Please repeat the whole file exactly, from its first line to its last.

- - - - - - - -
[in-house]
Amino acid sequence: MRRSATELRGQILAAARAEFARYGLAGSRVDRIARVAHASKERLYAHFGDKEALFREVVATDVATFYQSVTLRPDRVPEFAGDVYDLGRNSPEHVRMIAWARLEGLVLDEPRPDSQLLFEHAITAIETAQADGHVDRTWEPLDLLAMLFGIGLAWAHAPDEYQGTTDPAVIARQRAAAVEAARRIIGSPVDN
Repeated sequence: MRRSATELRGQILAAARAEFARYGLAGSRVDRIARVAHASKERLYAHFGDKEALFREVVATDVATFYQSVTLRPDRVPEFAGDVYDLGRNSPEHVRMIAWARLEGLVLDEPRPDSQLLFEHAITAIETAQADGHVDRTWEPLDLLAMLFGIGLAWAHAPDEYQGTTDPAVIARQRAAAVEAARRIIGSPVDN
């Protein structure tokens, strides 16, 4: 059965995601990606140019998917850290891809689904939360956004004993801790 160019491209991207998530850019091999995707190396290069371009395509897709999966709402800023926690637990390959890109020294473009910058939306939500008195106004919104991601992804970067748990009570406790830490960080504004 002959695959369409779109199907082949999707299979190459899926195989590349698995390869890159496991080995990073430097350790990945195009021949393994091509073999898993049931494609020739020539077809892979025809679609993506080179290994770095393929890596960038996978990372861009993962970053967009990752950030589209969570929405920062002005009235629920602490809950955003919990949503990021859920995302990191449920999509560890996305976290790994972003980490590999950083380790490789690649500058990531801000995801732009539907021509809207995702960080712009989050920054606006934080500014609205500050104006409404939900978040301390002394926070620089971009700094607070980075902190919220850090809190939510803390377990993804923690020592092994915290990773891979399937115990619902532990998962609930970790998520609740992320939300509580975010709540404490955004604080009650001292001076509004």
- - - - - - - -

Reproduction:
[in-house]
Amino acid sequence: MRRSATELRGQILAAARAEFARYGLAGSRVDRIARVAHASKERLYAHFGDKEALFREVVATDVATFYQSVTLRPDRVPEFAGDVYDLGRNSPEHVRMIAWARLEGLVLDEPRPDSQLLFEHAITAIETAQADGHVDRTWEPLDLLAMLFGIGLAWAHAPDEYQGTTDPAVIARQRAAAVEAARRIIGSPVDN
Repeated sequence: MRRSATELRGQILAAARAEFARYGLAGSRVDRIARVAHASKERLYAHFGDKEALFREVVATDVATFYQSVTLRPDRVPEFAGDVYDLGRNSPEHVRMIAWARLEGLVLDEPRPDSQLLFEHAITAIETAQADGHVDRTWEPLDLLAMLFGIGLAWAHAPDEYQGTTDPAVIARQRAAAVEAARRIIGSPVDN
């Protein structure tokens, strides 16, 4: 059965995601990606140019998917850290891809689904939360956004004993801790 160019491209991207998530850019091999995707190396290069371009395509897709999966709402800023926690637990390959890109020294473009910058939306939500008195106004919104991601992804970067748990009570406790830490960080504004 002959695959369409779109199907082949999707299979190459899926195989590349698995390869890159496991080995990073430097350790990945195009021949393994091509073999898993049931494609020739020539077809892979025809679609993506080179290994770095393929890596960038996978990372861009993962970053967009990752950030589209969570929405920062002005009235629920602490809950955003919990949503990021859920995302990191449920999509560890996305976290790994972003980490590999950083380790490789690649500058990531801000995801732009539907021509809207995702960080712009989050920054606006934080500014609205500050104006409404939900978040301390002394926070620089971009700094607070980075902190919220850090809190939510803390377990993804923690020592092994915290990773891979399937115990619902532990998962609930970790998520609740992320939300509580975010709540404490955004604080009650001292001076509004």